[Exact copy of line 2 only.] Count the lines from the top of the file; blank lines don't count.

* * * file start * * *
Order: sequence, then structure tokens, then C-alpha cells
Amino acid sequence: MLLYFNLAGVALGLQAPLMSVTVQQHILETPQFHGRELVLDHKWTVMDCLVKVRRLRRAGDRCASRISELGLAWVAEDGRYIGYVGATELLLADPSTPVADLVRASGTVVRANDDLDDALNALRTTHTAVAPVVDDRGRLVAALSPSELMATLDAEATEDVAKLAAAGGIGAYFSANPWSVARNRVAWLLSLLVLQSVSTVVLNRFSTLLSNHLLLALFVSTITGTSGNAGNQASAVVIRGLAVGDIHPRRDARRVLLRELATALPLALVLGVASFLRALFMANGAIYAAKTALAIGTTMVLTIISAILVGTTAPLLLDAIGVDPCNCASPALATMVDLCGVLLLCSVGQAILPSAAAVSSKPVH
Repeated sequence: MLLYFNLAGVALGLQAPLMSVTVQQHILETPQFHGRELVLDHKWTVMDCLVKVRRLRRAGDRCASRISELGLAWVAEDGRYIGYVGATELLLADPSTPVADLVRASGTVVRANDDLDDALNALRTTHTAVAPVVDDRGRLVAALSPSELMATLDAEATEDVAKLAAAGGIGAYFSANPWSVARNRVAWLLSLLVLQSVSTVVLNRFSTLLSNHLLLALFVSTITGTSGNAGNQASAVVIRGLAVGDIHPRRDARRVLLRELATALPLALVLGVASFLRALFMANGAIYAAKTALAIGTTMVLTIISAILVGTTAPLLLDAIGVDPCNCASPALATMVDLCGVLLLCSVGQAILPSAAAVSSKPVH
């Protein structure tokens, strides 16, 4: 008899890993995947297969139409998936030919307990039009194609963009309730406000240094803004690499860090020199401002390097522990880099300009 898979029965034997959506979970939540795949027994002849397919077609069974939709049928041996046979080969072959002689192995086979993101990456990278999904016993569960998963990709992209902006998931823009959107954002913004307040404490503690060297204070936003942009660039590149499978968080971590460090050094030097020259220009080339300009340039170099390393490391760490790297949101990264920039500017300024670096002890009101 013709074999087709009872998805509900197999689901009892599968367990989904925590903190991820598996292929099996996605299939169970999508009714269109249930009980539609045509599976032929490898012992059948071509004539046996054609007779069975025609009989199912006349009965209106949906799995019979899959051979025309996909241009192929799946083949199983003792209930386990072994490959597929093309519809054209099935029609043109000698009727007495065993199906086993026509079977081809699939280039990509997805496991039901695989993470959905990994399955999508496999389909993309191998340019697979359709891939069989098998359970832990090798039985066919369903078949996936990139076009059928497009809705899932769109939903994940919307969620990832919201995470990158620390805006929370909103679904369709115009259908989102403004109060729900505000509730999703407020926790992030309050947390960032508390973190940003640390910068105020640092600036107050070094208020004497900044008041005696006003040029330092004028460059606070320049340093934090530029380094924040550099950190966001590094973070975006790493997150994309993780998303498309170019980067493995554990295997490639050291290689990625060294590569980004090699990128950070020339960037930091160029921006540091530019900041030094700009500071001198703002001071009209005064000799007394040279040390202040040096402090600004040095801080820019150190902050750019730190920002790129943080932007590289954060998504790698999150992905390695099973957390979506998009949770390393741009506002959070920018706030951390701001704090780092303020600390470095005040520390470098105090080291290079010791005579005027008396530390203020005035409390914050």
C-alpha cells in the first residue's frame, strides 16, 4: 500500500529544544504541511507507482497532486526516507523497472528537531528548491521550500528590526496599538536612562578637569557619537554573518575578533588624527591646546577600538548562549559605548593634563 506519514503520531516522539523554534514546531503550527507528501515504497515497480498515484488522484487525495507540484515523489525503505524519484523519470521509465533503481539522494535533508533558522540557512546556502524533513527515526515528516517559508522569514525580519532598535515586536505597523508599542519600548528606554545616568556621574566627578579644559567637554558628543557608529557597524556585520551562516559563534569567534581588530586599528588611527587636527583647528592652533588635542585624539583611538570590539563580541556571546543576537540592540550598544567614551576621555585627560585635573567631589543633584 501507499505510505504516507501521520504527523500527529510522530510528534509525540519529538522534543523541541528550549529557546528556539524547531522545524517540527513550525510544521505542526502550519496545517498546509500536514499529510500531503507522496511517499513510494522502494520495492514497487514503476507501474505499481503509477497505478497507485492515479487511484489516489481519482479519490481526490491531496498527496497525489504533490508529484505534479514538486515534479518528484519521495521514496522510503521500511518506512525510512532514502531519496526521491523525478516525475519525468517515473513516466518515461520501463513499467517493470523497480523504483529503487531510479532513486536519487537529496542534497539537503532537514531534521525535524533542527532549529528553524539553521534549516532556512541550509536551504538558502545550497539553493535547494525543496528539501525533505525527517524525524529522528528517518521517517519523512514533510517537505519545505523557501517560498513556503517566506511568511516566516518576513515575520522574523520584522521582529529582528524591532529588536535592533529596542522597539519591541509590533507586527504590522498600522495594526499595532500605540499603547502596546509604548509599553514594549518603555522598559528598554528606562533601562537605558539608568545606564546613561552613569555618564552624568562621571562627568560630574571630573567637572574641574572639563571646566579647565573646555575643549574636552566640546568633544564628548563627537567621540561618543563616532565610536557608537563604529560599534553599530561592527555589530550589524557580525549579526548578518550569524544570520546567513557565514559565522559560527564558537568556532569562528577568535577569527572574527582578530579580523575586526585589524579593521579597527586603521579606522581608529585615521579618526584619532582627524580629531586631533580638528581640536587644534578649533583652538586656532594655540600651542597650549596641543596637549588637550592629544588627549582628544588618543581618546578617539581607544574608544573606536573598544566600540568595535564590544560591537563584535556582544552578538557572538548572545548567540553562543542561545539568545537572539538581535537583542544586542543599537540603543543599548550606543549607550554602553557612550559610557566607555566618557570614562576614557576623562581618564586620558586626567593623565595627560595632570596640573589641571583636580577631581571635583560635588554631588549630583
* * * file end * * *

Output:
Amino acid sequence: MLLYFNLAGVALGLQAPLMSVTVQQHILETPQFHGRELVLDHKWTVMDCLVKVRRLRRAGDRCASRISELGLAWVAEDGRYIGYVGATELLLADPSTPVADLVRASGTVVRANDDLDDALNALRTTHTAVAPVVDDRGRLVAALSPSELMATLDAEATEDVAKLAAAGGIGAYFSANPWSVARNRVAWLLSLLVLQSVSTVVLNRFSTLLSNHLLLALFVSTITGTSGNAGNQASAVVIRGLAVGDIHPRRDARRVLLRELATALPLALVLGVASFLRALFMANGAIYAAKTALAIGTTMVLTIISAILVGTTAPLLLDAIGVDPCNCASPALATMVDLCGVLLLCSVGQAILPSAAAVSSKPVH